This refers to a situation where a given percentage change in the price of a product results in a larger percentage change in the level of demand for it (e.g. luxury products such as cars, holidays, dishwashers, etc). These products are considered to be price sensitive, since even a small rise in price can result in a large fall in demand.
This measures the effect on the demand for a product, following a change in its price. It is calculated by the formula :
If a large fall in the price of the product leads to a small fall in quantity demanded, then the product would be price inelastic. An answer of more than one indicates that the demand for the product is price elastic. An answer of between zero and one indicates that the demand for the product is price elastic.
This refers to a situation where a given percentage change in the price of a product results in a smaller percentage change in the level of demand for it (e.g. necessity and habit-forming products, such as milk, newspapers, alcohol and tobacco).
This is the term used to describe a product or brand which is a dominant force in the marketplace and it can set its price at any level it chooses. The price that is set by competitors will therefore be dictated by the price leader.
This is the opposite to a price leader. It refers to the products of a business which are not market-leaders, and therefore they have to set their price based upon the level set by the dominant product in the market place.
This refers to a situation where two or more businesses lower their prices in an attempt to win sales and market share from each-other. Price wars are most likely to start in very competitive markets, where the growth potential is very high and consumer sales are very lucrative (e.g. the supermarket industry - Tesco and Asda). Consumers are the only group who really benefit from a price war in the short-term, since they pay lower prices. However, if the price war results in one or more of the competitors becoming unprofitable and being put out of business, then the consumer may be faced with less choice and higher prices than before the price war started.
This refers to the different ways that a business can decide on the price(s) to charge for its product(s). The main pricing methods are :
- Mark-up pricing (adding a fixed percentage of profit to the direct production costs or total variable costs).
- Cost-plus pricing (adding a percentage of profit to the full cost per unit).
- Competitive pricing (setting prices based upon the existing businesses in the marketplace).
- Skimming (setting the price at a high level, to reflect the innovative nature of the product or to cover the high costs of production).
- Penetration (setting a low price level, to undercut the existing competitors and build up a large market share).
- Psychological pricing (this means setting the price for a product at a level based on the expectations of the consumer. For example, £9.99 instead of the £10 threshold, or £99 instead of the £100 threshold).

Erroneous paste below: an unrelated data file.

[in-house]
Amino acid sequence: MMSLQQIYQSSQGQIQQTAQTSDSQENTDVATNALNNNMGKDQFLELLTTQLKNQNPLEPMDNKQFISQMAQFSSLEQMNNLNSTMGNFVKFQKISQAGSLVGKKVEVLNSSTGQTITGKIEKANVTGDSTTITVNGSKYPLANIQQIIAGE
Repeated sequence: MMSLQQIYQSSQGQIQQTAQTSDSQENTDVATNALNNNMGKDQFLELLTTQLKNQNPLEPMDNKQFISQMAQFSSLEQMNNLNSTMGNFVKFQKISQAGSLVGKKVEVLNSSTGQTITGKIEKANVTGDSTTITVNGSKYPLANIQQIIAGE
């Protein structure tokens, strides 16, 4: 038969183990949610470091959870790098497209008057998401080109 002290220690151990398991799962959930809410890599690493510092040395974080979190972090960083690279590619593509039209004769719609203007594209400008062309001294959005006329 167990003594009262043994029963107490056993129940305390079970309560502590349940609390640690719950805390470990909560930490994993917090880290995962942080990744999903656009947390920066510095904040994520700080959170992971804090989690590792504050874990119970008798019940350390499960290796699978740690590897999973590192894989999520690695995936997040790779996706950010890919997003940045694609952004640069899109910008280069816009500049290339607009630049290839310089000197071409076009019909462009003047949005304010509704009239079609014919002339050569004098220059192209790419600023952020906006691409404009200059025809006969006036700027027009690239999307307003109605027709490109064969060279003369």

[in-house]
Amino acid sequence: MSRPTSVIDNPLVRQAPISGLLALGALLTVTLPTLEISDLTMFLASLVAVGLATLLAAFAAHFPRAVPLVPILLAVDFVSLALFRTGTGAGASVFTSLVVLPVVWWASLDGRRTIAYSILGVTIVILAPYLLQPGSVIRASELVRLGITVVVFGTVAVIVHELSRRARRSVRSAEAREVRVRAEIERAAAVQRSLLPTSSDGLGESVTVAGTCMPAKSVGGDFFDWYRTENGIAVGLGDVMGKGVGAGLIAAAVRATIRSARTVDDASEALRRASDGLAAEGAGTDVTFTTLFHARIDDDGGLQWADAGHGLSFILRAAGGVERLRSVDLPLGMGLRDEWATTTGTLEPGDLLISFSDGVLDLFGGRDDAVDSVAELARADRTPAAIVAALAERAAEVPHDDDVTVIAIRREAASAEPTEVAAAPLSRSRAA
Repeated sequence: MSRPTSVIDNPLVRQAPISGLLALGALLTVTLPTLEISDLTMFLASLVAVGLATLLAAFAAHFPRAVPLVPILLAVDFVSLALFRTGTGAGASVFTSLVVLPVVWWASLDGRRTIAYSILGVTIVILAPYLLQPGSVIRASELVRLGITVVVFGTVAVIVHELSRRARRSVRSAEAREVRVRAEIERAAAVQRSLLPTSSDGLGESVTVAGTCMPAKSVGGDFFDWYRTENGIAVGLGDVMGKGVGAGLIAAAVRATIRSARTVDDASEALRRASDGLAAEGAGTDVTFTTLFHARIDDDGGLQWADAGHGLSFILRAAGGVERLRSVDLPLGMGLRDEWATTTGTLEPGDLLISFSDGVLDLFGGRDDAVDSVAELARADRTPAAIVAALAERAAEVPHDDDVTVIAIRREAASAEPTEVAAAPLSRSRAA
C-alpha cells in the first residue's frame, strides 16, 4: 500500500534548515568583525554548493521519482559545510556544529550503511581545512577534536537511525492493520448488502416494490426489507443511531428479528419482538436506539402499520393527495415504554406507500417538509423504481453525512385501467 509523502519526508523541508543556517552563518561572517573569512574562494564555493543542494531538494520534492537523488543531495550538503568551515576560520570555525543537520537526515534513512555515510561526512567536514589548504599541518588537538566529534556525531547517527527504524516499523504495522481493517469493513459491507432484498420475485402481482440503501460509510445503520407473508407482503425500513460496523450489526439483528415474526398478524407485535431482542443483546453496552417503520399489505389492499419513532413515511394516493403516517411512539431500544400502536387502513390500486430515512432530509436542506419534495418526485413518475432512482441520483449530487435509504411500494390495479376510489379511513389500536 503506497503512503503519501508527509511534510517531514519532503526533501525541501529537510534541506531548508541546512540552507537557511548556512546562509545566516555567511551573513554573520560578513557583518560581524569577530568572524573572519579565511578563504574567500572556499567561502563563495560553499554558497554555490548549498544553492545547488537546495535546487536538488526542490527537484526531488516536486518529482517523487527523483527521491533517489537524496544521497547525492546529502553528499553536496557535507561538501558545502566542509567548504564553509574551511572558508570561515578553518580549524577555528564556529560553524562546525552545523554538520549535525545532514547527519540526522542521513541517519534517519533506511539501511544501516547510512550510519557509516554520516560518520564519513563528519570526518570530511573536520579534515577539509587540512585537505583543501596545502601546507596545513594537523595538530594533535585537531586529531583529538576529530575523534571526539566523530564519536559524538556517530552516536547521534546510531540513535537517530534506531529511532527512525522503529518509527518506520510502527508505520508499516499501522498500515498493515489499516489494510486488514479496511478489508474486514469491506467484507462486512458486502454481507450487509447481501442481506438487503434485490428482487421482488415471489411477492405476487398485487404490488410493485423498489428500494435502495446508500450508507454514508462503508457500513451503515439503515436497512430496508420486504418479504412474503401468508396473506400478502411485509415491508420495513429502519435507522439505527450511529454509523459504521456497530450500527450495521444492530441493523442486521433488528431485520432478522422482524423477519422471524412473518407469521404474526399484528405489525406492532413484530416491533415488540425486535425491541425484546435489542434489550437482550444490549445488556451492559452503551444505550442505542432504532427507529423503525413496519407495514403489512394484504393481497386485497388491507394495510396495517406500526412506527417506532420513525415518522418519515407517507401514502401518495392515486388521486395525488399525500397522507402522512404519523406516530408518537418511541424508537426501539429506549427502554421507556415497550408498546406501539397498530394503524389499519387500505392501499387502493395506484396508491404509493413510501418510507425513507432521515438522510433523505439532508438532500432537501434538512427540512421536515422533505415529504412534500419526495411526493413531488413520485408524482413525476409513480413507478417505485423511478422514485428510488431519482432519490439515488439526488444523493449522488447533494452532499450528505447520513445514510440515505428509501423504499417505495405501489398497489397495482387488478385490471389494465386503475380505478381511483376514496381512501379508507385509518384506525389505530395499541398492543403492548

This is a strategy of bringing new products to the marketplace. It can either involve making slight improvements to existing products, or by developing and launching totally new products. The objectives of product development include to increase sales revenue, to increase market share, or to defend a brand leader by making it even better than the competitors' products.
This is the perceived difference(s) that consumers believe exist between one product and its competitors. A product with a high degree of differentiation can be sold at a high price, therefore yielding a high profit-margin.
This is a promotional strategy designed to boost the sales of a product in the short-term (using such tactics as a price discount, free products, competitions, discount coupons, etc).
This is a pricing strategy for a new product, designed to create an up-market, expensive image by setting the price at a very high level. It is a strategy often used for new, innovative or high-tech. products, or those which have high production costs which need recouping quickly.
Give yourself marks for mentioning any of the points below:
(a) "A lottery ticket" is the straightforward answer, but a thoughtful candidate may mention some of the characteristics associated with the product:
The excitement at the possibility of winning.
The pleasure of staking a small sum linked with numbers of special significance to oneself.
The feeling of being party to a syndicate which buys several tickets each week.
(Max 10 marks)
(b) Candidates might do well to comment on the four headings of product, price, promotion and place. Camelot have done well to have a midweek draw and to have set the ticket price at £1, a sum which most people will "invest" without discomfort and to make tickets available in a multitude of shops so nobody has to go far to buy one.
Camelot have been fortunate to have free publicity in the televised draw and winner notification on the news.
Camelot have done well to emphasise the proportion of receipts that goes to charitable causes and the relatively low proportion that goes to administration: punters may feel they have a small chance of winning, but they are not throwing their money away.